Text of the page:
While those on the periphery doubted, even ridiculed a declaration made seemingly out of hubris, Stokes powered on, clear-headed about what he wanted to achieve and exactly how he was going to do it. And the best part of the plan was the collaboration that led England to victory.
The younger members maintained enthusiasm, unwilling to consider the prospect of investing so much into a match and coming out empty-handed, and also railing against the idea that some of their ilk don't have the concentration or hunger for this format. "A few times I said 'just enjoy the flatness'," said Stokes. "Enjoy the challenge of trying to create something out of nowhere."
While Stokes racked his brains for new fields, others offers suggestions, at times even taking it upon themselves to stagger themselves differently - such as when four men were stationed spitting distance from one another on the off-side at point, cover-point, cover and extra cover, or during the final throes, when both edges of the bat were being challenged. Catchers had to be arranged accordingly, but each player took responsibility for where they needed to be. This was all their burden to share, not solely the captain's. "There were a lot of things that went our way today that paid off, because of the suggestions that were coming in from the guys that were out there," Stokes said, sharing the credit.
Indeed, to look at how England approached the last innings is to realise how devoid it was of pretension, from the man in charge to those he was leading. No one was too good to do something they weren't comfortable with.
Most notably, beyond the exuberance of those wet behind the years, was how those hardwired with preconceptions of Test cricket - even weathered by them - responded. Stokes revealed it was Root who came up with the short-ball ploy for the start of the second innings. A once reluctant, unimaginative captain seemingly responding to the challenge of thinking creatively and feeling emboldened to suggest something he would never have instigated in his five years. And yet thanks to him, England arrived into day five needing only eight wickets rather than 10, with the crown jewel Babar Azam, a centurion in the first innings, snuffed out for just four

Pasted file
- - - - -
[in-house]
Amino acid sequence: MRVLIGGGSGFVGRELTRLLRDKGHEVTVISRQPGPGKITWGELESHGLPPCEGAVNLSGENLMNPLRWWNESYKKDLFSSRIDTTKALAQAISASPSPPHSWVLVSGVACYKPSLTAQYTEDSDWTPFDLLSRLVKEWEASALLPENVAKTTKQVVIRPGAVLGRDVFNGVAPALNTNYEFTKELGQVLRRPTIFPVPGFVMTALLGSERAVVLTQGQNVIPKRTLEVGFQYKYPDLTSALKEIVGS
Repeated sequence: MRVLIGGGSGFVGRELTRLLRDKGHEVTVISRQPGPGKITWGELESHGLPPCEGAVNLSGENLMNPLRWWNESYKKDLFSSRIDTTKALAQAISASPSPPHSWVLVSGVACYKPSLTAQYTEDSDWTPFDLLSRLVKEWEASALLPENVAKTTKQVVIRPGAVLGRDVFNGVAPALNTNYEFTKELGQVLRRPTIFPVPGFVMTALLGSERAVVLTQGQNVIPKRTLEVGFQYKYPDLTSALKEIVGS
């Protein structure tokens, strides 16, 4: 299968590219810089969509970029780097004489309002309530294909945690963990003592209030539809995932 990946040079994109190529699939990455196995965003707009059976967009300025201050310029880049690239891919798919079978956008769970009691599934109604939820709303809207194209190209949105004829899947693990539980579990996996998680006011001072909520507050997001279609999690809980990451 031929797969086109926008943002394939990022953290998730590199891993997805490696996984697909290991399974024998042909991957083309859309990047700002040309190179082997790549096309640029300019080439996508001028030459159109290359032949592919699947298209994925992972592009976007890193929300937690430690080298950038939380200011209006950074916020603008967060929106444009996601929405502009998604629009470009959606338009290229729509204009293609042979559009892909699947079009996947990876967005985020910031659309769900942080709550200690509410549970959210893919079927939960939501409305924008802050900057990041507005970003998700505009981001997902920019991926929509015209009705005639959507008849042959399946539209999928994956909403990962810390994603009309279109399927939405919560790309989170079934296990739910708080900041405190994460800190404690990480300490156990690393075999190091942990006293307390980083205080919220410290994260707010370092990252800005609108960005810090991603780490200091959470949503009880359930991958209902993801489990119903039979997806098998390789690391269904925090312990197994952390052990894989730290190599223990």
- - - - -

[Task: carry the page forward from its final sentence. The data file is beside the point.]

"Jimmy Anderson said to me there at the end-of-match presentation that he was getting quite emotional about this win," Stokes revealed. "The guy has played nearly 180 Test matches, has experienced everything, the highs and lows of Test cricket. To hear him say that about this particular Test match, I think that really makes you realise how special an achievement this week has been, wearing this England shirt."
Having won ODI and T20 World Cups, and achieved 2019's miracle at Headingley, Stokes rated this success as one of the best. It is unquestionably the best embodiment of him as a captain. Not just for his bravery, nor the tactical calls that paid dividends, such as keeping the reversing old ball in play until midway through the 95th over to quieten the scoring, then replacing it that so Leach could use the prouder seam to turn it off the deck and win the match. But for the way he inspired everyone to rally together from start to finish.
"At the moment it feels like everyone is doing what they need to do for the bloke that's stood next to them," he beamed at his press conference, almost like a proud father.
"As a captain it's amazing to see the amount of enthusiasm and the heart that everyone shows. I don't think I've seen a team who want to put their bodies on the line [as much] for the other 10 players. It's a special group of players."
With eight minutes to go in the match, England beat the pitch, the setting sun and Pakistan to go 1-0 up in the series. And they achieved it through skill, pluck and the kind of team performance that will bind them together for a lifetime.
Vithushan Ehantharajah is an associate editor at ESPNcricinfo